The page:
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George Harrison was a true legend, both as a Beatle and as a solo artist. When he first began his solo career, some feared he wouldn’t find the success his bandmates had. However, he became a huge star in his own right.

According to the Official Charts Company, “My Sweet Lord” originally hit #1 in the United Kingdom in 1971. Despite fan demand for a rerelease of the single, it didn’t happen right away.

EMI was worried rereleasing the song immediately after George’s death would look tasteless. They felt they should wait until the new year to rerelease the single. They also decided the record should be rereleased as a charity single the second time around.

George’s widow, Olivia Harrison, and his son, Dhani Harrison, agreed with the idea of rereleasing the single. The money earned would go to the Material World Charitable Foundation, the foundation was founded by George in 1973 to sponsor the arts.

The sales from the single also aided other charities. Specifically, the sales funded Macmillan Nurses, Médecins sans Frontières, Jubilee Action, BBC Children in Need, Great Ormond Street Hospital, and the National Deaf Children Society. The choice to donate the proceeds from the single to charity fit in with George’s anti-materialist values.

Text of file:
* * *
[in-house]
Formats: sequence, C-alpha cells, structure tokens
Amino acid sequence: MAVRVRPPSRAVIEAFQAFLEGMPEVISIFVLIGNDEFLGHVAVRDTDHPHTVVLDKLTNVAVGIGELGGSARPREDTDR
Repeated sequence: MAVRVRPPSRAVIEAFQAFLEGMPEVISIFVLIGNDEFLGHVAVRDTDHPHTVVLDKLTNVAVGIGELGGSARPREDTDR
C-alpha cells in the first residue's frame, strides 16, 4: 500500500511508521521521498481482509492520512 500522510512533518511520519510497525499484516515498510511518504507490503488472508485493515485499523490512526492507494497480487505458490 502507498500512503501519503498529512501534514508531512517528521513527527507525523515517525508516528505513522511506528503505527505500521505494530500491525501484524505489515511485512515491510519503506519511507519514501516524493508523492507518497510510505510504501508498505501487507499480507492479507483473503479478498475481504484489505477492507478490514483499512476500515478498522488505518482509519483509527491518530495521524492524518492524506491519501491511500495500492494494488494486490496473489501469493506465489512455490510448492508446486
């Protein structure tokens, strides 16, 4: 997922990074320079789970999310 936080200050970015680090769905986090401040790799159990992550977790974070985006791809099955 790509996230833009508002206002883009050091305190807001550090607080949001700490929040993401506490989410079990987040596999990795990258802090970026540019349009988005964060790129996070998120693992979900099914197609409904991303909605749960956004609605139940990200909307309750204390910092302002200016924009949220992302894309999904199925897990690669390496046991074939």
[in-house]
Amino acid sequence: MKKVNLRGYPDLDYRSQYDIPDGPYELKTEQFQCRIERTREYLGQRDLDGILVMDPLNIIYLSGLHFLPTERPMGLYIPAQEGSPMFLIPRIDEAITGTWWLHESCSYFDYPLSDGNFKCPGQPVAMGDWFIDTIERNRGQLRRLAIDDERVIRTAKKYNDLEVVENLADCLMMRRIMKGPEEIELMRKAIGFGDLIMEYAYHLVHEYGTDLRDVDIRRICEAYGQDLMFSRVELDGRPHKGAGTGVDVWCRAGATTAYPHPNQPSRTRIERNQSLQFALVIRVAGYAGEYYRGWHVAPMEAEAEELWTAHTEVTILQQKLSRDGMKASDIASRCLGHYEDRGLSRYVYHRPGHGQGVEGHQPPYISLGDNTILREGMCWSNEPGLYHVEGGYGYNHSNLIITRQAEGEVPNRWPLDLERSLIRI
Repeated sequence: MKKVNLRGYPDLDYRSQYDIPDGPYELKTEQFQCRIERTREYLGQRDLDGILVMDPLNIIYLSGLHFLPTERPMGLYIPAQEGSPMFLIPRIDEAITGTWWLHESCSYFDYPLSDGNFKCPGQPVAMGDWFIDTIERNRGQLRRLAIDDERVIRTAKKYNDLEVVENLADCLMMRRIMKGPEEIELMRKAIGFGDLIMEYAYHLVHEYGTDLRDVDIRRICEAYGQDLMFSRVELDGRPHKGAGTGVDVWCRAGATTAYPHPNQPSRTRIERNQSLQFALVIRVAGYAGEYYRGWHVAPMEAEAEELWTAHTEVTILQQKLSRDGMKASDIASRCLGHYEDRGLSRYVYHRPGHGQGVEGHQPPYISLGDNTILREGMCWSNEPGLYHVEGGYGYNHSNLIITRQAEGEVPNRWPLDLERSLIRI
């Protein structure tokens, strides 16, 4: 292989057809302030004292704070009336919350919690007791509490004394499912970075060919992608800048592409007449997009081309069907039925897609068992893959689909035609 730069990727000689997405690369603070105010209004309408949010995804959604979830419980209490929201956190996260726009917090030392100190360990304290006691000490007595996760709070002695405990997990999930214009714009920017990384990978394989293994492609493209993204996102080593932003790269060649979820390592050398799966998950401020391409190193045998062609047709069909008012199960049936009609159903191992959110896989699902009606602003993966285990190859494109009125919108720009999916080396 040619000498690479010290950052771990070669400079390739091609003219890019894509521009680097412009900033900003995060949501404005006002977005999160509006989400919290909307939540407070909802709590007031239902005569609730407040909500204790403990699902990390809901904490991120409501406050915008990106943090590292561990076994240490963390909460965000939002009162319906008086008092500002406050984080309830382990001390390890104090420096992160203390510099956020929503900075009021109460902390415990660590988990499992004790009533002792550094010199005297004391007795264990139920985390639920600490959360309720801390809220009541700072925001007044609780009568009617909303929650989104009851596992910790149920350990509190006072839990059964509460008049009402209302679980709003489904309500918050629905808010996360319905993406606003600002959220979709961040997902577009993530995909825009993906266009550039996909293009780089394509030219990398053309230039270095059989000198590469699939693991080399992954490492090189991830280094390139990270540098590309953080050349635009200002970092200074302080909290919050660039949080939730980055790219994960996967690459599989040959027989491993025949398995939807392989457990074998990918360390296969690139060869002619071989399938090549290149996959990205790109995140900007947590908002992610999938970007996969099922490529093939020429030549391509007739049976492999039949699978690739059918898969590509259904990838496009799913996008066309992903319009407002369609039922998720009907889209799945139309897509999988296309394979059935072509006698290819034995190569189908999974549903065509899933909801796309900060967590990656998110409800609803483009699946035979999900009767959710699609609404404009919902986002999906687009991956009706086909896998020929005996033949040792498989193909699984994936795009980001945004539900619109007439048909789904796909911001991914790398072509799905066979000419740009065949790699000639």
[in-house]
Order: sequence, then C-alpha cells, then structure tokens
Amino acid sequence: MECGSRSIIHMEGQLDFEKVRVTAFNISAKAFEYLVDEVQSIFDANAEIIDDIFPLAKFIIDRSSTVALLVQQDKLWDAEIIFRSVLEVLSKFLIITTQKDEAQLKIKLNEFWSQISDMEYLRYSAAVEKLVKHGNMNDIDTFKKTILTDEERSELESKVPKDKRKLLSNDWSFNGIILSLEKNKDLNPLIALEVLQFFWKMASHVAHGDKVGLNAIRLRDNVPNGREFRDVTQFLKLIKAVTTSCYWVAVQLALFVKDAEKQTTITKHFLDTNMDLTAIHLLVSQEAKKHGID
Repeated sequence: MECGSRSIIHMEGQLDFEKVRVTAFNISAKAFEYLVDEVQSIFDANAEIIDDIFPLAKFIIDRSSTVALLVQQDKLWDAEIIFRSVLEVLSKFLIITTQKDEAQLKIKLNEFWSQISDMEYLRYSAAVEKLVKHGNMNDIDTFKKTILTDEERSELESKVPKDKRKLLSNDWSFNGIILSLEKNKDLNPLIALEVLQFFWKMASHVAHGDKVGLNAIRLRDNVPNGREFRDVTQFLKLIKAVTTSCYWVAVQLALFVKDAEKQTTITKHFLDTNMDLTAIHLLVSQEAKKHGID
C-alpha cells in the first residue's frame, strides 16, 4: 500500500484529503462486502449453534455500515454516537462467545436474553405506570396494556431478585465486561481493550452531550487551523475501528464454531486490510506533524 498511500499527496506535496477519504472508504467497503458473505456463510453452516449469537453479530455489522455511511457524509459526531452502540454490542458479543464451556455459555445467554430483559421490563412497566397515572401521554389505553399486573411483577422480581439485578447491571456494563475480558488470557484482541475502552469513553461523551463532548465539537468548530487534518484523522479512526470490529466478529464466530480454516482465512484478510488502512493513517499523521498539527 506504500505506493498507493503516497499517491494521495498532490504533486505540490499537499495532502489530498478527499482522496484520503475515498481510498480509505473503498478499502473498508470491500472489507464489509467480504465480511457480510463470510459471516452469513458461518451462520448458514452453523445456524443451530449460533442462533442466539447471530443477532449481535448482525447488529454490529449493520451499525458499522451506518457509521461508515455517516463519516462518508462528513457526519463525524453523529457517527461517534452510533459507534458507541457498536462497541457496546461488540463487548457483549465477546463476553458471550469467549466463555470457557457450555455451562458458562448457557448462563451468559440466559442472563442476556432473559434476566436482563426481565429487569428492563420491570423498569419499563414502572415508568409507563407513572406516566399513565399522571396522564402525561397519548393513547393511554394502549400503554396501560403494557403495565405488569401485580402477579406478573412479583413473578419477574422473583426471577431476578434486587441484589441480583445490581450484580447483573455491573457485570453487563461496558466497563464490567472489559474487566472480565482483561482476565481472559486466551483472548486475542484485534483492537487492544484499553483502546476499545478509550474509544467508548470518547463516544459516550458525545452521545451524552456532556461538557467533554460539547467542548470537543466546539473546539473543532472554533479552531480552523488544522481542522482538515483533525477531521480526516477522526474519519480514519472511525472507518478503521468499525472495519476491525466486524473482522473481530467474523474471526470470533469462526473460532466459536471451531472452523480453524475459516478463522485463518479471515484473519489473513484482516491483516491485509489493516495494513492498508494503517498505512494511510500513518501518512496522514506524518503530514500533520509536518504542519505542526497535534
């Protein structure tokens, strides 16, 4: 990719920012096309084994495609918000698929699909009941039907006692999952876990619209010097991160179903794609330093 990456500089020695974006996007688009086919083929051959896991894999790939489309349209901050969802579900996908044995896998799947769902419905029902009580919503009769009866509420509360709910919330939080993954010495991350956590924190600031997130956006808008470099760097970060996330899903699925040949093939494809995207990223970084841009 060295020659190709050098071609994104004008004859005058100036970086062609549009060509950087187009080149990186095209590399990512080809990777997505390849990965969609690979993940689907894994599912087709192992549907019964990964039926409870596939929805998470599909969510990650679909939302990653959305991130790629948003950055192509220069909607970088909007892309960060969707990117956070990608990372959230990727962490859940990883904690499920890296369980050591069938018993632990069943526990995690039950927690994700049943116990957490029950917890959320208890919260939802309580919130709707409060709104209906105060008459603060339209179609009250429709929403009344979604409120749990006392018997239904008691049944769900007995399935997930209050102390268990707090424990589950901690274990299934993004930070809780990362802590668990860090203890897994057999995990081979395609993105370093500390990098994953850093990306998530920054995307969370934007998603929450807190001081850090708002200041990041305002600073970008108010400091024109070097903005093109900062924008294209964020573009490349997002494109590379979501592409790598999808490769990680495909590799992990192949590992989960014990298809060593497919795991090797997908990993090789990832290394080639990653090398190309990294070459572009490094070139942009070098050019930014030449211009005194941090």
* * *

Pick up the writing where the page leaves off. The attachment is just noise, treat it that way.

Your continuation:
The rerelease included three tracks. The first was the original version of “My Sweet Lord.” The second was another version of the song with a substantially different vocal performance from George. The third was an early version of George’s song “Let It Down.” This single became an instant collector’s item.

George’s fans were interested in hearing the song on the radio again. Many of them were happy to buy the single if it would help charities. Thanks to the public, “My Sweet Lord” hit the number-one spot on the British charts for a second time in early 2002.

The song reaching reaching number-one made history because of the track it knocked off of the top of the charts: Aaliyah’s R&B classic “More Than a Woman.” “More Than a Woman” reached the number-one position on the British charts after Aaliyah’s tragic death. “My Sweet Lord” became the first posthumous number-one single to replace another posthumous number-one single in the United Kingdom.

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